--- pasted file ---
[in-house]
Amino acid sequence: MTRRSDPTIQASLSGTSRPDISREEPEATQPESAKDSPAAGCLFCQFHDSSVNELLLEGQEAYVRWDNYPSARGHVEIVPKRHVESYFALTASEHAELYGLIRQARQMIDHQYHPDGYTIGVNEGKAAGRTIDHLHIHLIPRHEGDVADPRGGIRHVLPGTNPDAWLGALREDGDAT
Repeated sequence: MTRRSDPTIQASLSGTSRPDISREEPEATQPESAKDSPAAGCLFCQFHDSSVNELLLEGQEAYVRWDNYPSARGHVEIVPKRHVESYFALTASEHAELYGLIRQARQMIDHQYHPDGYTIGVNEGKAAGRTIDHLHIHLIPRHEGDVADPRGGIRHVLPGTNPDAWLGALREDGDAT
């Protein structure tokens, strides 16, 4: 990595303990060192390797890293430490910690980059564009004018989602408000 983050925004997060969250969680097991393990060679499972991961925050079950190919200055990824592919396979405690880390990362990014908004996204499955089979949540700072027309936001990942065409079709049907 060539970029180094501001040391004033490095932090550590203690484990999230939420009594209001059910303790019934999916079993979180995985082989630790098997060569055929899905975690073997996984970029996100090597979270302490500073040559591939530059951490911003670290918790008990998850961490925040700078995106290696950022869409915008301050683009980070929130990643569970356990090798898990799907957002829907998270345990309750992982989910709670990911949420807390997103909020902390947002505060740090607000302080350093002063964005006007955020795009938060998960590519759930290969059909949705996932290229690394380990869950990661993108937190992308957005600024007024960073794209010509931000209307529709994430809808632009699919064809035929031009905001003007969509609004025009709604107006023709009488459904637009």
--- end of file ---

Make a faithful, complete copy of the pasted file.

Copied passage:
[in-house]
Amino acid sequence: MTRRSDPTIQASLSGTSRPDISREEPEATQPESAKDSPAAGCLFCQFHDSSVNELLLEGQEAYVRWDNYPSARGHVEIVPKRHVESYFALTASEHAELYGLIRQARQMIDHQYHPDGYTIGVNEGKAAGRTIDHLHIHLIPRHEGDVADPRGGIRHVLPGTNPDAWLGALREDGDAT
Repeated sequence: MTRRSDPTIQASLSGTSRPDISREEPEATQPESAKDSPAAGCLFCQFHDSSVNELLLEGQEAYVRWDNYPSARGHVEIVPKRHVESYFALTASEHAELYGLIRQARQMIDHQYHPDGYTIGVNEGKAAGRTIDHLHIHLIPRHEGDVADPRGGIRHVLPGTNPDAWLGALREDGDAT
């Protein structure tokens, strides 16, 4: 990595303990060192390797890293430490910690980059564009004018989602408000 983050925004997060969250969680097991393990060679499972991961925050079950190919200055990824592919396979405690880390990362990014908004996204499955089979949540700072027309936001990942065409079709049907 060539970029180094501001040391004033490095932090550590203690484990999230939420009594209001059910303790019934999916079993979180995985082989630790098997060569055929899905975690073997996984970029996100090597979270302490500073040559591939530059951490911003670290918790008990998850961490925040700078995106290696950022869409915008301050683009980070929130990643569970356990090798898990799907957002829907998270345990309750992982989910709670990911949420807390997103909020902390947002505060740090607000302080350093002063964005006007955020795009938060998960590519759930290969059909949705996932290229690394380990869950990661993108937190992308957005600024007024960073794209010509931000209307529709994430809808632009699919064809035929031009905001003007969509609004025009709604107006023709009488459904637009």